Hazing News

Death in Japan under investigation

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Wednesday, Oct. 15, 2008

Hazing probed in MSDF combat training death
Kyodo News

A Maritime Self-Defense Force sailor who died last month may have been made to undergo an excessively punishing exercise at an MSDF special forces academy, Defense Minister Yasukazu Hamada said Tuesday.

The incident has also raised the possibility that retaliation occurs in training against anyone trying to leave the MSDF special forces school.

“Given the circumstances we are aware of so far, I don’t deny that I am feeling there was something special or unusual” about the case, Hamada said, pledging to get to the bottom of the incident.

The 25-year-old petty officer third class died Sept. 25 after being forced to fight 15 opponents as part of his training with a special task force at the MSDF’s First Service School in Etajima, Hiroshima Prefecture, on Sept. 9, according to the MSDF.

The sailor’s father claims he died due to bullying during training.

He was in his second year at the training school. The incident took place just before he was to be transferred to a submarine unit.

“I have never heard that such a thing is done in the Self-Defense Forces” as a matter of practice, Hamada said, referring to the situation in which a single combatant has to take on several opponents during training.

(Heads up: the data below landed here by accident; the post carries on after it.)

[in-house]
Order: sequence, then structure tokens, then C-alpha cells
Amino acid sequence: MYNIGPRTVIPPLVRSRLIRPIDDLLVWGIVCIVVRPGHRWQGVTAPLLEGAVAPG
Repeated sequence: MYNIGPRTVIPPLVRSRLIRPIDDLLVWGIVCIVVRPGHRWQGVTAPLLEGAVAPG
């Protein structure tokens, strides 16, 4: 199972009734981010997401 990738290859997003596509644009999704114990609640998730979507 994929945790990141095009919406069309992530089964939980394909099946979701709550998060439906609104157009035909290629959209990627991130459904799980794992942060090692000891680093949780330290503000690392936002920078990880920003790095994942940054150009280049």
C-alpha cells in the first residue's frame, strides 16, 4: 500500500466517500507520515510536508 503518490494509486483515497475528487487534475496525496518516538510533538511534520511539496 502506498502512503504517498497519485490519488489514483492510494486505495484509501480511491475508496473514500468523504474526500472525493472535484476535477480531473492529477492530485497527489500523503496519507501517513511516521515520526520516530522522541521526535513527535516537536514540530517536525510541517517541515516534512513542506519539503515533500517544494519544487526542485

Hamada held key defense-linked posts in the government and the ruling Liberal Democratic Party before becoming defense minister.

The sailor died after sustaining a hard blow to the chin during the fight, which he was forced to take part in at a wrestling facility at the school.

One of the two instructors at the scene acted as a referee and made other participants force the victim to keep getting up and continue fighting.

Another MSDF member who was also forced in July to take part in a special forces training fight against 16 people sustained injuries, including broken teeth. That apparent assault also occurred shortly before the man was supposed to move to a different unit.

By Hank Nuwer

Journalist Hank Nuwer is the Alaska author of Hazing: Destroying Young Lives; Broken Pledges: The Deadly Rite of Hazing, High School Hazing, Wrongs of Passage and The Hazing Reader. He has written articles or columns on hazing for the Sunday Times of India, Toronto Globe & Mail, Harper's Magazine, Orlando Sentinel, The Chronicle of Higher Education and the New York Times Sunday Magazine. His new book is Hazing: Destroying Young Lives from Indiana University Press. He is married to Malgorzata Wroblewska Nuwer of Warsaw, Poland and Fairbanks, Alaska. Nuwer, former columnist for the Greenville (Ohio)Early Bird, finished a stint as managing editor of the Celina Daily Standard to accept a new position as managing editor of the Fairbanks Daily News-Miner in Alaska.
Nuwer was named the Ohio Society of Professional Journalists columnist of the year in 2021 for his “After Darke” column in the Early Bird. He also won third place for the column in 2022 from the Indiana chapter of the Society of Professional Journalists. He and his wife Gosia, recently of Union City, Ind., have owned 20 acres in Alaska for many years. “The move is a sort-of coming home for us,” said Nuwer. As a journalist, he’s written about the Alaskan Iditarod sled-dog race and other Alaska topics. Read his musings in his blog at Real Alaska Daily--

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